In 1948, Redd created and played background music as Korla Pandit for the revival of radio's occult adventure series, Chandu the Magician, achieving atmospheric effects on the Novachord and the Hammond CV (Ancestor of C-3) electronic organ.[7] In 1949, he became a regular organist on Hollywood Holiday, a show that was broadcast from a Los Angeles restaurant.[2]

Television success

Korla Pandit performed at Tom Breneman's Restaurant, seen here as it looked in 1947. Breneman broadcast his Breakfast in Hollywood radio program from here in the late 1940s.

In 1948, while performing as Korla Pandit in Hollywood at a furrier's fashion show, Redd and his wife Beryl met television pioneer Klaus Landsberg. He offered Redd a television show with the stipulation that the musician would also provide accompaniment for Time for Beany, Bob Clampett's popular puppet show.[2] Korla Pandit's Adventures In Music was first telecast on Los Angeles station KTLA in February 1949; it was the first all-music program on television.[2] Viewers soon became familiar with the musical opening, "The Magnetic Theme." Landsberg insisted that Redd refrain from speaking and gaze into the camera as he played the Hammond organ and Steinway grand piano, often simultaneously.[5] "Not once in 900 performances did he speak on camera, preferring instead to communicate with viewers via that hypnotic gaze."[5]

Redd—known to the public as Korla Pandit—became an overnight star and one of early television's pioneering musical artists.[8][9] He widened the array of music associated with the organ and popularized its use. While never dropping his Indian persona, Redd acquired notable friends such as actor Errol Flynn, comedian Bob Hope, and Sabu Dastagir, known for his roles in the documentary Elephant Boy (1937) and the feature Thief of Baghdad (1940).[2]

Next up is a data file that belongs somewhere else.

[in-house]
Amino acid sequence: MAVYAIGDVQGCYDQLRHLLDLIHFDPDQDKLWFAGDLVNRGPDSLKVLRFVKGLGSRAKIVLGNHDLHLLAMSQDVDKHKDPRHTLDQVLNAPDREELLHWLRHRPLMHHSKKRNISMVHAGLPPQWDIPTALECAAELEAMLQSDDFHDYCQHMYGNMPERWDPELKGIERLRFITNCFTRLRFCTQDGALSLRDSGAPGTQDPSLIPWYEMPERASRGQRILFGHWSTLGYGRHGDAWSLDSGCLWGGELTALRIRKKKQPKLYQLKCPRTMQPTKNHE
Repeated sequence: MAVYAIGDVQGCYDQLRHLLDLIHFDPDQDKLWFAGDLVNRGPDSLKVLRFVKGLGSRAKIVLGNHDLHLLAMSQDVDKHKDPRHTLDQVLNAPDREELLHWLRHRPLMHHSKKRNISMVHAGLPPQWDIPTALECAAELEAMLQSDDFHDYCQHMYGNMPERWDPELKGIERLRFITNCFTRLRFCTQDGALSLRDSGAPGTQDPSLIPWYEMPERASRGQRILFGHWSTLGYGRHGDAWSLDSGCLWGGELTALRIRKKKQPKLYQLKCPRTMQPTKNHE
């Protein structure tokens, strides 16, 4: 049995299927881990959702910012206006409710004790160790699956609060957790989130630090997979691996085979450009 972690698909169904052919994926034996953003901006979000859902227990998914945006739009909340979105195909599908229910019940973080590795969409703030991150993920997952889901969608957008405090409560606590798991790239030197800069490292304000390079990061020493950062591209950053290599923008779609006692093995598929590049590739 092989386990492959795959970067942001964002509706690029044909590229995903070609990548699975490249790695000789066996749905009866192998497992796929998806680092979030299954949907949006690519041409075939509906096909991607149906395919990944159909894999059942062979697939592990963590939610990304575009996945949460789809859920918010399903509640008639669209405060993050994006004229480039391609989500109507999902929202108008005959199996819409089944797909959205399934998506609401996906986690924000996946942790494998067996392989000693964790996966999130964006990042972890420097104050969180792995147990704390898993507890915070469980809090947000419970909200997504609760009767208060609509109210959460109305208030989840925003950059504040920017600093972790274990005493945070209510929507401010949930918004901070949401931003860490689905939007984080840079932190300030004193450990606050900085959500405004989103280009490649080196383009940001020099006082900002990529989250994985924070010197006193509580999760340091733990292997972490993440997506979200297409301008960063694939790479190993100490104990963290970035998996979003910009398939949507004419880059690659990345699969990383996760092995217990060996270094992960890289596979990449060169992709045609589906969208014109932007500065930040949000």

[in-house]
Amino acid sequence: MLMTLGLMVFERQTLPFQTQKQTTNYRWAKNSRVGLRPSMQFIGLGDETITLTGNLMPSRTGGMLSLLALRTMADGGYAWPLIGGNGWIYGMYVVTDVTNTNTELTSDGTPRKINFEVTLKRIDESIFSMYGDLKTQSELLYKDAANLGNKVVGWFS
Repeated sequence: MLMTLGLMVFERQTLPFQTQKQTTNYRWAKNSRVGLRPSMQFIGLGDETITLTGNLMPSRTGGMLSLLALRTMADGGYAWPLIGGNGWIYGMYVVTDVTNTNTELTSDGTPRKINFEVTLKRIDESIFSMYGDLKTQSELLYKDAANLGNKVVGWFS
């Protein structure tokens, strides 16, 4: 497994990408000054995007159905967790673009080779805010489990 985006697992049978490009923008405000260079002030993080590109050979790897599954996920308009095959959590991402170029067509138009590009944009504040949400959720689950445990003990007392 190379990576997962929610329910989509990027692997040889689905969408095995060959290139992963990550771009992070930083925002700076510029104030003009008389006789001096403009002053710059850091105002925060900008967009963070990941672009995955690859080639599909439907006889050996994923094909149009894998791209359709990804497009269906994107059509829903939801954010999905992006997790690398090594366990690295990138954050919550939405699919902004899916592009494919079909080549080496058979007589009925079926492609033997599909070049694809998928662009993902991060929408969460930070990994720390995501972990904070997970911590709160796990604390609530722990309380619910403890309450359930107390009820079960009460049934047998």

In 1956, Redd moved to San Francisco and performed as Korla Pandit on San Francisco's KGO-TV. He began speaking on his show, espousing a spiritual blend of ideas that entranced many of his fans. After returning to Los Angeles, he became friends with Paramahansa Yogananda, Indian spiritual leader of the Self Realization Fellowship. The leader wrote an introduction to liner notes for one of Redd's records. This was a time of seeking for many Americans, with Alan Watts and Aldous Huxley becoming more prominent intellectuals in California. Redd read widely and incorporated a variety of thought in his talks. In 1967, Redd and his family moved to Vancouver, British Columbia, to prevent his sons from being drafted in the Vietnam War.[2]

Later career

After moving to Canada, Redd returned regularly to the San Francisco and Los Angeles areas for work. In the 1970s, as his television popularity waned, he supplemented his income with a variety of increased personal appearances and performances. Continuing to use the Korla Pandit persona, Redd performed at supper clubs, supermarket openings, car agencies, music and department stores, pizza restaurants, lectures, music seminars, private lessons, and the theater organ circuit. He made a cameo appearance as Korla Pandit in Tim Burton's biographical film about the director Ed Wood (1994), which drew renewed attention to him.[5]

Redd's career was revived in the 1990s, and he attracted a new generation, taking them under his wing.[2] "The Tiki-lounge music revival gave Korla one last career resurgence and cult following. He recorded with The Muffs." Redd also performed a sold-out show at the legendary Bimbo's 365 Club in San Francisco.[3]

Death and revelations

Redd died in Petaluma, California on October 1 or October 2, 1998.[6][10] He was survived by his wife, Beryl, and their sons, Shari and Koram.[6] (Koram would later rename himself John Pandit.)[2]

Two years after Redd's death, R.J. Smith, magazine editor of Los Angeles, published an article revealing Redd's true ancestry.[2]